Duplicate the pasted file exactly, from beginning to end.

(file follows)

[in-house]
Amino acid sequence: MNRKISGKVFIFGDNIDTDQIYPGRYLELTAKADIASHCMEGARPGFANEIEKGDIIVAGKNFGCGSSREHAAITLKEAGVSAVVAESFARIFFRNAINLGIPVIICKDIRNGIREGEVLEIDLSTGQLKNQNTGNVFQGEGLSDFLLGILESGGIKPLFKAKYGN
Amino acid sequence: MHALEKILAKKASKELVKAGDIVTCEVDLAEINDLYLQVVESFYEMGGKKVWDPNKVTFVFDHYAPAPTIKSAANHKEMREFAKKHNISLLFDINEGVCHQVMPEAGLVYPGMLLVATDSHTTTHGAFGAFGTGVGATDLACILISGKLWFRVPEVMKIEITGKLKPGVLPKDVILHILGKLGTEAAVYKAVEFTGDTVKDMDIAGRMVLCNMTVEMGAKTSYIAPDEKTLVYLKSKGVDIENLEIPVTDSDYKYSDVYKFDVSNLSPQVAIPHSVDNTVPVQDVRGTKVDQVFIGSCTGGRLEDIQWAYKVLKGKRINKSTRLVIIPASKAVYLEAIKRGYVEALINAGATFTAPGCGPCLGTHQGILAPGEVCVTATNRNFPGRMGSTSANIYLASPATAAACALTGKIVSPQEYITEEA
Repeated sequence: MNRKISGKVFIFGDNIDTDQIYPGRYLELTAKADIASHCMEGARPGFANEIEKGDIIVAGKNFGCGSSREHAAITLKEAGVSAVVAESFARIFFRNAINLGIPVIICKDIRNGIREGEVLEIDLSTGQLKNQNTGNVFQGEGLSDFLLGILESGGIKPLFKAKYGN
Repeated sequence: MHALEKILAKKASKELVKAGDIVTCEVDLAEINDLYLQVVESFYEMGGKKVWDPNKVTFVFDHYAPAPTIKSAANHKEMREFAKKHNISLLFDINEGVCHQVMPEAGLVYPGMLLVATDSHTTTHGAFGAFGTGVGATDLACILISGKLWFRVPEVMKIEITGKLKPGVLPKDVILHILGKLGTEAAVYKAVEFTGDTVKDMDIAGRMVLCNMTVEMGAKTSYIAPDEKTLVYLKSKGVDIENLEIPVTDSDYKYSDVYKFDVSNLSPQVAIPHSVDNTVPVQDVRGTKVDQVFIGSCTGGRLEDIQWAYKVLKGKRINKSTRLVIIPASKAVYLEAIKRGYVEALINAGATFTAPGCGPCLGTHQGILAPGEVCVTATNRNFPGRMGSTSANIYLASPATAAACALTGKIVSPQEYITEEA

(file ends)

[in-house]
Amino acid sequence: MNRKISGKVFIFGDNIDTDQIYPGRYLELTAKADIASHCMEGARPGFANEIEKGDIIVAGKNFGCGSSREHAAITLKEAGVSAVVAESFARIFFRNAINLGIPVIICKDIRNGIREGEVLEIDLSTGQLKNQNTGNVFQGEGLSDFLLGILESGGIKPLFKAKYGN
Amino acid sequence: MHALEKILAKKASKELVKAGDIVTCEVDLAEINDLYLQVVESFYEMGGKKVWDPNKVTFVFDHYAPAPTIKSAANHKEMREFAKKHNISLLFDINEGVCHQVMPEAGLVYPGMLLVATDSHTTTHGAFGAFGTGVGATDLACILISGKLWFRVPEVMKIEITGKLKPGVLPKDVILHILGKLGTEAAVYKAVEFTGDTVKDMDIAGRMVLCNMTVEMGAKTSYIAPDEKTLVYLKSKGVDIENLEIPVTDSDYKYSDVYKFDVSNLSPQVAIPHSVDNTVPVQDVRGTKVDQVFIGSCTGGRLEDIQWAYKVLKGKRINKSTRLVIIPASKAVYLEAIKRGYVEALINAGATFTAPGCGPCLGTHQGILAPGEVCVTATNRNFPGRMGSTSANIYLASPATAAACALTGKIVSPQEYITEEA
Repeated sequence: MNRKISGKVFIFGDNIDTDQIYPGRYLELTAKADIASHCMEGARPGFANEIEKGDIIVAGKNFGCGSSREHAAITLKEAGVSAVVAESFARIFFRNAINLGIPVIICKDIRNGIREGEVLEIDLSTGQLKNQNTGNVFQGEGLSDFLLGILESGGIKPLFKAKYGN
Repeated sequence: MHALEKILAKKASKELVKAGDIVTCEVDLAEINDLYLQVVESFYEMGGKKVWDPNKVTFVFDHYAPAPTIKSAANHKEMREFAKKHNISLLFDINEGVCHQVMPEAGLVYPGMLLVATDSHTTTHGAFGAFGTGVGATDLACILISGKLWFRVPEVMKIEITGKLKPGVLPKDVILHILGKLGTEAAVYKAVEFTGDTVKDMDIAGRMVLCNMTVEMGAKTSYIAPDEKTLVYLKSKGVDIENLEIPVTDSDYKYSDVYKFDVSNLSPQVAIPHSVDNTVPVQDVRGTKVDQVFIGSCTGGRLEDIQWAYKVLKGKRINKSTRLVIIPASKAVYLEAIKRGYVEALINAGATFTAPGCGPCLGTHQGILAPGEVCVTATNRNFPGRMGSTSANIYLASPATAAACALTGKIVSPQEYITEEA